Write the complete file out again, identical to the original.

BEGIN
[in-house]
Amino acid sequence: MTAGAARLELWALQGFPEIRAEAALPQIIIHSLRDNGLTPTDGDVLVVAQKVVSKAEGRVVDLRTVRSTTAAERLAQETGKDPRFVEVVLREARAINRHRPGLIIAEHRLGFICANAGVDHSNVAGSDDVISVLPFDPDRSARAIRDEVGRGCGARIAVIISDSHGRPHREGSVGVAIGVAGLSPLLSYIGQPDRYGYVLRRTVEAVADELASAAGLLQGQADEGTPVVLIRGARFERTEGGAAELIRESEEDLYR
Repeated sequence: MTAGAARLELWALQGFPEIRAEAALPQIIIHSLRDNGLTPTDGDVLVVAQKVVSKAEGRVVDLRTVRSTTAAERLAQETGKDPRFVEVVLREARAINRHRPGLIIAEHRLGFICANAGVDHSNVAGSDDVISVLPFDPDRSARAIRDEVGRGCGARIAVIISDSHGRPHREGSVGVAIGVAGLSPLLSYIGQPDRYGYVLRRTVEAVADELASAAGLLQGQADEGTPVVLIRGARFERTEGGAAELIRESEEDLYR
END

[in-house]
Amino acid sequence: MTAGAARLELWALQGFPEIRAEAALPQIIIHSLRDNGLTPTDGDVLVVAQKVVSKAEGRVVDLRTVRSTTAAERLAQETGKDPRFVEVVLREARAINRHRPGLIIAEHRLGFICANAGVDHSNVAGSDDVISVLPFDPDRSARAIRDEVGRGCGARIAVIISDSHGRPHREGSVGVAIGVAGLSPLLSYIGQPDRYGYVLRRTVEAVADELASAAGLLQGQADEGTPVVLIRGARFERTEGGAAELIRESEEDLYR
Repeated sequence: MTAGAARLELWALQGFPEIRAEAALPQIIIHSLRDNGLTPTDGDVLVVAQKVVSKAEGRVVDLRTVRSTTAAERLAQETGKDPRFVEVVLREARAINRHRPGLIIAEHRLGFICANAGVDHSNVAGSDDVISVLPFDPDRSARAIRDEVGRGCGARIAVIISDSHGRPHREGSVGVAIGVAGLSPLLSYIGQPDRYGYVLRRTVEAVADELASAAGLLQGQADEGTPVVLIRGARFERTEGGAAELIRESEEDLYR